Time for some backwards-to-the-future time travel, courtesy a screening of 'Metropolis' (1927) on Wednesday, April 5 at 7 p.m. at the Rex Theatre, 23 Amherst St., Manchester, N.H.
Lots more info in the press release pasted in below. Hope to see everyone in the future, meaning tomorrow night at 7 p.m.
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MONDAY, MARCH 20, 2023 / FOR IMMEDIATE RELEASE
For more info, contact: Jeff Rapsis • (603) 236-9237 • firstname.lastname@example.org
Restored classic sci-fi epic 'Metropolis' to screen at Rex Theatre on Wednesday, April 5
Landmark early futuristic fantasy to be shown with live music; includes nearly half-hour of rediscovered footage
MANCHESTER, N.H.—A silent film hailed as the grandfather of all science fiction fantasy movies will be screened with live music in Manchester next month.
'Metropolis' (1927), an epic adventure set in a futuristic world, will be shown on Wednesday, April 5 at 7 p.m. at the Rex Theatre, 23 Amherst St., Manchester, N.H.
The screening will feature live accompaniment by Jeff Rapsis, a New Hampshire-based composer who specializes in creating music for silent films.
Tickets are $10 per person general admission, and are available online at www.palacetheatre.org or at the door.
'Metropolis' (1927), regarded as German director Fritz Lang's masterpiece, is set in a society where a privileged elite pursue lives of leisure while the masses toil on vast machines and live in poverty.
The film, with its visions of futuristic factories and underground cities, set new standards for visual design and inspired generations of dystopian fantasies from Ridley Scott's 'Blade Runner' to Terry Gilliam's 'Brazil.'
In reviving 'Metropolis' and other great films of cinema's early years, the Rex Theatre aims to show silent movies as they were meant to be seen—in high quality prints, on the big screen, with live music, and with an audience.
"All those elements are important parts of the silent film experience," said Rapsis, who will improvise an original live score for 'Metropolis' on the spot. "Recreate those conditions, and the classics of early cinema leap back to life."
'Metropolis,' the story centers on an upper class young man who falls
in love with a woman who works with the poor. The tale encompasses mad
scientists, human-like robots, underground spiritual movements, and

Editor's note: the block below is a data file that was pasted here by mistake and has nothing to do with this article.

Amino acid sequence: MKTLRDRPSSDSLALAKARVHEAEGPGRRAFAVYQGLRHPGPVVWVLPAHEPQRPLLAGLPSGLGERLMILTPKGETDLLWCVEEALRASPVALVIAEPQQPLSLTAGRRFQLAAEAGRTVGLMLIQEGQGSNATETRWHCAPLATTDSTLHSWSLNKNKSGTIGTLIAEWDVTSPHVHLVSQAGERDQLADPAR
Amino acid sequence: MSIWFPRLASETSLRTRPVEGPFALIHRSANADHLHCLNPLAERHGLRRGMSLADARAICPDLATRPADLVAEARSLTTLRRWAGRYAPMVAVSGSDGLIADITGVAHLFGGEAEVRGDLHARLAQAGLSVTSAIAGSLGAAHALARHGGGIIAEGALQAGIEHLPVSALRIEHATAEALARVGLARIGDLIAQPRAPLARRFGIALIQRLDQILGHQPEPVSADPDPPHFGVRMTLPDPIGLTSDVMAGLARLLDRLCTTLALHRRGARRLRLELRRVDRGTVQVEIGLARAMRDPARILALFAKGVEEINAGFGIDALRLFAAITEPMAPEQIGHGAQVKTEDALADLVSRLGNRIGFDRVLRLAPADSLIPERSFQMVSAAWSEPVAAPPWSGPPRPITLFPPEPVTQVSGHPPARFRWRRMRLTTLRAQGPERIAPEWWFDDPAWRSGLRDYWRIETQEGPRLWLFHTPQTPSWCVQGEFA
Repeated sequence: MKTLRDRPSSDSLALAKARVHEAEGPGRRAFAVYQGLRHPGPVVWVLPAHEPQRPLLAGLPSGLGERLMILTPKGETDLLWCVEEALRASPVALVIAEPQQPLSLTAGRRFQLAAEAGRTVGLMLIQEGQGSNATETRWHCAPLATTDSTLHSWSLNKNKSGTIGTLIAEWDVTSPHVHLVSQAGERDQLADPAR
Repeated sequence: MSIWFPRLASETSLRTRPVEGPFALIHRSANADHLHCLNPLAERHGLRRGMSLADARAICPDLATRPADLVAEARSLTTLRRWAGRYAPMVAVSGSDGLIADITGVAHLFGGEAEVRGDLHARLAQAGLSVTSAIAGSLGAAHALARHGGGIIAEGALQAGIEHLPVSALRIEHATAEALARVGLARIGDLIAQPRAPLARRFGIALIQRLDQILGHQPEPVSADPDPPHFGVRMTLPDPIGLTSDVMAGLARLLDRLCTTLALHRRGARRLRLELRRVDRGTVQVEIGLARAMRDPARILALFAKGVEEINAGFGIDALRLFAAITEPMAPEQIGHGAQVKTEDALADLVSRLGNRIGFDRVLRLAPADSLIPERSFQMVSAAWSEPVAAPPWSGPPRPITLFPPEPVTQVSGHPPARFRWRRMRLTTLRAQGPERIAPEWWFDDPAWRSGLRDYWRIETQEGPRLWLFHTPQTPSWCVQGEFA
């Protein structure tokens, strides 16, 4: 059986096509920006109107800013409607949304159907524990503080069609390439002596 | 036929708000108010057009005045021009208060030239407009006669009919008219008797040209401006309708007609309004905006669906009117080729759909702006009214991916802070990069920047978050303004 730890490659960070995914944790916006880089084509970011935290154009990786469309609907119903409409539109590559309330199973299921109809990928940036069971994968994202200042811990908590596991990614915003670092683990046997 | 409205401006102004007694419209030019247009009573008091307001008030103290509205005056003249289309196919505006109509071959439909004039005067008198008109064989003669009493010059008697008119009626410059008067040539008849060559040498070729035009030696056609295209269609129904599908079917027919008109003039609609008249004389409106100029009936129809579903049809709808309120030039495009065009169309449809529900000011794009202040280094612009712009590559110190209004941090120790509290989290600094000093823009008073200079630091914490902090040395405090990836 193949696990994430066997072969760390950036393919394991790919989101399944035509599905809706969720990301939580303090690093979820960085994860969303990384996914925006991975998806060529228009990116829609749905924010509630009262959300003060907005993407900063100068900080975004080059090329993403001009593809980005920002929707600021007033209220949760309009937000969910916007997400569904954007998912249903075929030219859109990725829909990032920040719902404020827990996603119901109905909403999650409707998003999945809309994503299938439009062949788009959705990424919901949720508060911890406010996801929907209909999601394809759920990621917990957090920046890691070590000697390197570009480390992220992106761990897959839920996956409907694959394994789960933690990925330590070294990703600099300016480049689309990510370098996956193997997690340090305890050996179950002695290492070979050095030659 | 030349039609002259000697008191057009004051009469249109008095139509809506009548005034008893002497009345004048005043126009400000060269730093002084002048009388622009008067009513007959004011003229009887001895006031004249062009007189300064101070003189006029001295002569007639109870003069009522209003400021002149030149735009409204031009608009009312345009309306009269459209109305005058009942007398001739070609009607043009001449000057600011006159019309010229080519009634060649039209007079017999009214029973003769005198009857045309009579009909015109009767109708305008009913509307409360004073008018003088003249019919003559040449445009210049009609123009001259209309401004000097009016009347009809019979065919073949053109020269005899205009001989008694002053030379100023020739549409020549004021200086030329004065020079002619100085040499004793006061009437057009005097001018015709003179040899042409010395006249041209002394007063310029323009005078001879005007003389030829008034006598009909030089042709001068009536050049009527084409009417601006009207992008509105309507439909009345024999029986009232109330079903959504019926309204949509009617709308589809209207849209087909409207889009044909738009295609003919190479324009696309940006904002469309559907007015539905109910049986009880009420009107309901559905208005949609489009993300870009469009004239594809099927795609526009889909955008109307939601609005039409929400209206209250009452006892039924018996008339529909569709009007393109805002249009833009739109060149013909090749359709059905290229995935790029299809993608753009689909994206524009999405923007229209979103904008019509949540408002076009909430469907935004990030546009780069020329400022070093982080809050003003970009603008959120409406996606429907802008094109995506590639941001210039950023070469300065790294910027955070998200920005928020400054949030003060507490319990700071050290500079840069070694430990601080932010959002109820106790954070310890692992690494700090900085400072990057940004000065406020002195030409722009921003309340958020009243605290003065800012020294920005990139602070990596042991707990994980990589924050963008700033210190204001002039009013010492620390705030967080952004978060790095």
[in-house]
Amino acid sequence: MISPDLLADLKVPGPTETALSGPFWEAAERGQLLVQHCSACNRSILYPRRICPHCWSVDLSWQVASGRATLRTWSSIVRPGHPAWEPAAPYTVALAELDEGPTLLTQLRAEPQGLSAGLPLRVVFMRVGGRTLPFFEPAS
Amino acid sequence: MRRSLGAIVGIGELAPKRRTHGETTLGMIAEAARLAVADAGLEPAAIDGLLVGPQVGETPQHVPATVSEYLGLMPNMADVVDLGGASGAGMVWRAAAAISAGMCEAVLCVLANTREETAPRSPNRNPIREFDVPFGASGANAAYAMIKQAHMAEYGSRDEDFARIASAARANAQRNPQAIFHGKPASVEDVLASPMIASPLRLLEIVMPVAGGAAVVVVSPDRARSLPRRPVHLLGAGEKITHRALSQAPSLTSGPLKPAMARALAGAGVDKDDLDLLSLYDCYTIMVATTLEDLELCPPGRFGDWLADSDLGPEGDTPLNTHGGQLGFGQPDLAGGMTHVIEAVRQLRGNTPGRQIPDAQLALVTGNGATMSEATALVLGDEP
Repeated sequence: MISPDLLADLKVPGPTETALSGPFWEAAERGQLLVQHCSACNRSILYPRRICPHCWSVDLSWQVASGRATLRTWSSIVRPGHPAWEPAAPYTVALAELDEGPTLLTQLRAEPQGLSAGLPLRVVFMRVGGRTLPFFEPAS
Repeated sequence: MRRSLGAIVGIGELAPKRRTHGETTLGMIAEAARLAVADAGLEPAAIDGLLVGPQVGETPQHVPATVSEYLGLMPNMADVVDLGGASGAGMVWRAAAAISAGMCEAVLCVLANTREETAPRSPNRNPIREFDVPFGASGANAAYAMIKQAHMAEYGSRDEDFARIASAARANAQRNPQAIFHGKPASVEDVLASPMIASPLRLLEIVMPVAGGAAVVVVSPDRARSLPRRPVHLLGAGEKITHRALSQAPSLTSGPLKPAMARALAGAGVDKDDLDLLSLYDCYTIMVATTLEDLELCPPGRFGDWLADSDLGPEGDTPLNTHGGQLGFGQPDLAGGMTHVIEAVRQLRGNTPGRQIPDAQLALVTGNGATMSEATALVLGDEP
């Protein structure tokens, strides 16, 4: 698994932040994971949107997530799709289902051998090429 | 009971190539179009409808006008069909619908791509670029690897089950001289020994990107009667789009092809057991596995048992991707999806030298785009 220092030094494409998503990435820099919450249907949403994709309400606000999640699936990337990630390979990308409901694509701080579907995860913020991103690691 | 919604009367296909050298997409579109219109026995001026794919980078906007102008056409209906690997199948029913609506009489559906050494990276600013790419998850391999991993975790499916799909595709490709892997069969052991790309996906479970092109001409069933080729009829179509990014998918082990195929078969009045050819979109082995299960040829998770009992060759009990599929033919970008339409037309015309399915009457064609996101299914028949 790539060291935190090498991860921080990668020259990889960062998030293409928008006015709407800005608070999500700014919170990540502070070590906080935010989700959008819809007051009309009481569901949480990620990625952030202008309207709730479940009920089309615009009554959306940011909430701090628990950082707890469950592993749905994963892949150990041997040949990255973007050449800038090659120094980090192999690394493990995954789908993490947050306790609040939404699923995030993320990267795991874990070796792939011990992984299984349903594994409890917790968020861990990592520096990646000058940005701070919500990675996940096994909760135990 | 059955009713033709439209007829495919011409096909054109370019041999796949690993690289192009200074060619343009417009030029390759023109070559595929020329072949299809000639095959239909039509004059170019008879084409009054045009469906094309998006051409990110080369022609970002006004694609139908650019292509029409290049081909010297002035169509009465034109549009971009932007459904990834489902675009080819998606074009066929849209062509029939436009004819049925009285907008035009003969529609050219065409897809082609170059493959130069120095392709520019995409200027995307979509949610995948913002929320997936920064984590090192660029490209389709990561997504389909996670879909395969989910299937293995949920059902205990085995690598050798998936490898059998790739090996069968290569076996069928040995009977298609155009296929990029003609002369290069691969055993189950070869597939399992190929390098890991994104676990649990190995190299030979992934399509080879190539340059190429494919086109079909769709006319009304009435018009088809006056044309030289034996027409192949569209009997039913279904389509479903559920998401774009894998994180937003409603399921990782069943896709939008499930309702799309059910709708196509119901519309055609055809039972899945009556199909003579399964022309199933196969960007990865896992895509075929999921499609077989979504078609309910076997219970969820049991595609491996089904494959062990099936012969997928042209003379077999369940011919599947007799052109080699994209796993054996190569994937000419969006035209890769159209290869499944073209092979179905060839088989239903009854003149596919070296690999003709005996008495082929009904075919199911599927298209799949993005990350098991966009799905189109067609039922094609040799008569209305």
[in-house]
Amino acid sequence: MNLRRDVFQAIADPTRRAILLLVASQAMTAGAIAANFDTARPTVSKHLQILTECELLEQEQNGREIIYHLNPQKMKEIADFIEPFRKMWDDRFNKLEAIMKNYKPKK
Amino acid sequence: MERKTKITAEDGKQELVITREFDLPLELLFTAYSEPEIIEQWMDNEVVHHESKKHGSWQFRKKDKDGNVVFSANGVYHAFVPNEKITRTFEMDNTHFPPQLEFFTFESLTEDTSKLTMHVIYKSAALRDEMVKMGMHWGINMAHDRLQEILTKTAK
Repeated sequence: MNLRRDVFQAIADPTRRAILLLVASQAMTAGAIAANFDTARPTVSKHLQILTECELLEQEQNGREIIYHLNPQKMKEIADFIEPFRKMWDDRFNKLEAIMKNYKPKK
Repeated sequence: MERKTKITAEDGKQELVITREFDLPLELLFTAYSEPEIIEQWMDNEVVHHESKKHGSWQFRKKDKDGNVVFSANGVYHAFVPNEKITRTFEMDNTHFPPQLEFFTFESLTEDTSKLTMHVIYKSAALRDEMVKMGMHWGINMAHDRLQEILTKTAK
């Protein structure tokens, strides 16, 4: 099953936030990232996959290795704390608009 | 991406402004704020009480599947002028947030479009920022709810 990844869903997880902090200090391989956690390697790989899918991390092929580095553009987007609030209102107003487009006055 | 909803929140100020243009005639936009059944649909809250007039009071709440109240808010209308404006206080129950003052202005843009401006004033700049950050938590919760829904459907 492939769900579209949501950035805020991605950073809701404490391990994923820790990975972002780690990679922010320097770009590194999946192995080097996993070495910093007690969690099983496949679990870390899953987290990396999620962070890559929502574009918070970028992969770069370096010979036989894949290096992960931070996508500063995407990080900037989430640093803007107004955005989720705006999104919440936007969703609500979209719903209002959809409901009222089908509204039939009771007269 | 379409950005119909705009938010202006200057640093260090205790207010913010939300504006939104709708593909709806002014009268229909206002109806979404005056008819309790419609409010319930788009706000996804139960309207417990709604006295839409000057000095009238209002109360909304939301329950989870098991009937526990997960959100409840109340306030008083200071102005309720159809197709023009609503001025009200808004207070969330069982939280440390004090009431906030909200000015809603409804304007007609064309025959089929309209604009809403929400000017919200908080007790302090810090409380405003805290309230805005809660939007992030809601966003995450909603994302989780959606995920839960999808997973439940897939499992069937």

industrial espionage, all set in a society divided between haves and
The version of 'Metropolis' to be screened at the Rex Theatre is a newly restored edition that includes nearly a half-hour of missing footage cut following the film's premiere in 1927.
The lost footage, discovered in 2008 in an archive in Argentina, has since been added to the existing 'Metropolis,' allowing plot threads and characters to be developed more fully.
When first screened in Berlin, Germany on Jan. 10, 1927, the sci-fi epic ran an estimated 153 minutes. After its premiere, the film's distributors (including Paramount in the U.S.) drastically shortened 'Metropolis' to maximize the film's commercial potential.
Even in its shortened form, 'Metropolis' became a cornerstone of science fiction cinema. Due to its enduring popularity, the film has undergone numerous restorations in the intervening decades in attempts to recover Lang's original vision.
The restoration work has continued in recent years. In 2008, the curator of the Buenos Aires Museo del Cine discovered a 16mm dupe negative of 'Metropolis' that was considerably longer than any existing print.
It included 25 minutes of "lost" footage, about a fifth of the film, that had not been seen since its Berlin debut.
The discovery led to a 2½-hour version that debuted in 2010 to widespread acclaim. It's this fully restored edition that will be screened at the Rex Theatre.
" 'Metropolis' stands as an stunning example of the power of silent film to tell a compelling story without words, and reach across the generations to touch movie-goers from the real future, which means us," said accompanist Jeff Rapsis, who provides live music for silent film screenings throughout New England and beyond.
To accompany a silent film, Rapsis uses a digital synthesizer to recreate the texture of the full orchestra. The score is created live in real time as the movie is screened.
CRITIC'S COMMENTS on ‘METROPOLIS’
“'Metropolis' does what many great films do, creating a time, place and characters so striking that they become part of our arsenal of images for imagining the world.”
—Roger Ebert, 2010, The Chicago Sun-Times
“If it comes anywhere near your town, go see it and thank the movie Gods that it even exists. There’s no star rating high enough.”
—Brian Tallerico, Movieretriever.com
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